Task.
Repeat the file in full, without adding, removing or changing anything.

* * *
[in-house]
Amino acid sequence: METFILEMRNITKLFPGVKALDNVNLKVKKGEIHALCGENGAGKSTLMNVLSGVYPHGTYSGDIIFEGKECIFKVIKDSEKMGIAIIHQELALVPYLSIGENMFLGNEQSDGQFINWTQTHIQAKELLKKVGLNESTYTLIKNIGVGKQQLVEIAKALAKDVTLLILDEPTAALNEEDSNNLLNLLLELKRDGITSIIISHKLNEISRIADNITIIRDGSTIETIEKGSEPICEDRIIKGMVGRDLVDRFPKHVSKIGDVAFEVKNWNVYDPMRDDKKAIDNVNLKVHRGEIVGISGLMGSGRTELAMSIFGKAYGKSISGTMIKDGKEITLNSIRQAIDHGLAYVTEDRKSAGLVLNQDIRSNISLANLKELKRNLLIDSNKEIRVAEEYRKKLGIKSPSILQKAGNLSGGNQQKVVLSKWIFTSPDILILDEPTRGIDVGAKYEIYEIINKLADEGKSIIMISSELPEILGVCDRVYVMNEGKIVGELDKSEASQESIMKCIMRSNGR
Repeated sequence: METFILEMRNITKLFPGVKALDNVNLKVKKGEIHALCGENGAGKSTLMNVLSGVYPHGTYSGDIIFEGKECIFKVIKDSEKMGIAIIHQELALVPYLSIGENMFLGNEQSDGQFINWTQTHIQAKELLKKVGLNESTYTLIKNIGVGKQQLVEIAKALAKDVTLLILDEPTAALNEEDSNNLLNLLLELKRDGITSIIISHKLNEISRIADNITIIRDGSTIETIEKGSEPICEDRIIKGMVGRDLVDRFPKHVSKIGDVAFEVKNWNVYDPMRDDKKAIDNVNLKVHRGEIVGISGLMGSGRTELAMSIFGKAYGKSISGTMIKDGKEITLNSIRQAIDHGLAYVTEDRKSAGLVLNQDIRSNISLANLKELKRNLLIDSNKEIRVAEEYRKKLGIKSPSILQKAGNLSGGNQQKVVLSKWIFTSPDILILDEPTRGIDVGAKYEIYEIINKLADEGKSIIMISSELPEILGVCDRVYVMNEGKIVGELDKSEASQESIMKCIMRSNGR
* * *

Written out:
[in-house]
Amino acid sequence: METFILEMRNITKLFPGVKALDNVNLKVKKGEIHALCGENGAGKSTLMNVLSGVYPHGTYSGDIIFEGKECIFKVIKDSEKMGIAIIHQELALVPYLSIGENMFLGNEQSDGQFINWTQTHIQAKELLKKVGLNESTYTLIKNIGVGKQQLVEIAKALAKDVTLLILDEPTAALNEEDSNNLLNLLLELKRDGITSIIISHKLNEISRIADNITIIRDGSTIETIEKGSEPICEDRIIKGMVGRDLVDRFPKHVSKIGDVAFEVKNWNVYDPMRDDKKAIDNVNLKVHRGEIVGISGLMGSGRTELAMSIFGKAYGKSISGTMIKDGKEITLNSIRQAIDHGLAYVTEDRKSAGLVLNQDIRSNISLANLKELKRNLLIDSNKEIRVAEEYRKKLGIKSPSILQKAGNLSGGNQQKVVLSKWIFTSPDILILDEPTRGIDVGAKYEIYEIINKLADEGKSIIMISSELPEILGVCDRVYVMNEGKIVGELDKSEASQESIMKCIMRSNGR
Repeated sequence: METFILEMRNITKLFPGVKALDNVNLKVKKGEIHALCGENGAGKSTLMNVLSGVYPHGTYSGDIIFEGKECIFKVIKDSEKMGIAIIHQELALVPYLSIGENMFLGNEQSDGQFINWTQTHIQAKELLKKVGLNESTYTLIKNIGVGKQQLVEIAKALAKDVTLLILDEPTAALNEEDSNNLLNLLLELKRDGITSIIISHKLNEISRIADNITIIRDGSTIETIEKGSEPICEDRIIKGMVGRDLVDRFPKHVSKIGDVAFEVKNWNVYDPMRDDKKAIDNVNLKVHRGEIVGISGLMGSGRTELAMSIFGKAYGKSISGTMIKDGKEITLNSIRQAIDHGLAYVTEDRKSAGLVLNQDIRSNISLANLKELKRNLLIDSNKEIRVAEEYRKKLGIKSPSILQKAGNLSGGNQQKVVLSKWIFTSPDILILDEPTRGIDVGAKYEIYEIINKLADEGKSIIMISSELPEILGVCDRVYVMNEGKIVGELDKSEASQESIMKCIMRSNGR